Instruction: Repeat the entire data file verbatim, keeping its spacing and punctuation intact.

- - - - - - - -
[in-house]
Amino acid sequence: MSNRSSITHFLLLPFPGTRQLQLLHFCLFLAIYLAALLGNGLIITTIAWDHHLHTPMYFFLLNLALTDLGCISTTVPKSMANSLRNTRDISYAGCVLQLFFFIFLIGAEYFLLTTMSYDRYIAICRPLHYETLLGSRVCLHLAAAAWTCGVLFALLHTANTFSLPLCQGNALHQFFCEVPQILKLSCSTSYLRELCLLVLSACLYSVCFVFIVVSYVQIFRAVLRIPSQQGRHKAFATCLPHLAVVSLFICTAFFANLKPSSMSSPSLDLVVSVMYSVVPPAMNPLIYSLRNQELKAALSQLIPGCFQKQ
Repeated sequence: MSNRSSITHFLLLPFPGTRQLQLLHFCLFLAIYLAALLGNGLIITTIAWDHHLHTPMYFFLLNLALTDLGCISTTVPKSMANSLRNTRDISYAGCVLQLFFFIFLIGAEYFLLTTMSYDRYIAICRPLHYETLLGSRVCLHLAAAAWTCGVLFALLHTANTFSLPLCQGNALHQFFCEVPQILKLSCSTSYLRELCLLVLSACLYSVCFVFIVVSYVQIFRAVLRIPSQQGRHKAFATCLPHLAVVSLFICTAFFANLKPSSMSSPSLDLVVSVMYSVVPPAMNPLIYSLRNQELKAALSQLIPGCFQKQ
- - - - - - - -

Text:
[in-house]
Amino acid sequence: MSNRSSITHFLLLPFPGTRQLQLLHFCLFLAIYLAALLGNGLIITTIAWDHHLHTPMYFFLLNLALTDLGCISTTVPKSMANSLRNTRDISYAGCVLQLFFFIFLIGAEYFLLTTMSYDRYIAICRPLHYETLLGSRVCLHLAAAAWTCGVLFALLHTANTFSLPLCQGNALHQFFCEVPQILKLSCSTSYLRELCLLVLSACLYSVCFVFIVVSYVQIFRAVLRIPSQQGRHKAFATCLPHLAVVSLFICTAFFANLKPSSMSSPSLDLVVSVMYSVVPPAMNPLIYSLRNQELKAALSQLIPGCFQKQ
Repeated sequence: MSNRSSITHFLLLPFPGTRQLQLLHFCLFLAIYLAALLGNGLIITTIAWDHHLHTPMYFFLLNLALTDLGCISTTVPKSMANSLRNTRDISYAGCVLQLFFFIFLIGAEYFLLTTMSYDRYIAICRPLHYETLLGSRVCLHLAAAAWTCGVLFALLHTANTFSLPLCQGNALHQFFCEVPQILKLSCSTSYLRELCLLVLSACLYSVCFVFIVVSYVQIFRAVLRIPSQQGRHKAFATCLPHLAVVSLFICTAFFANLKPSSMSSPSLDLVVSVMYSVVPPAMNPLIYSLRNQELKAALSQLIPGCFQKQ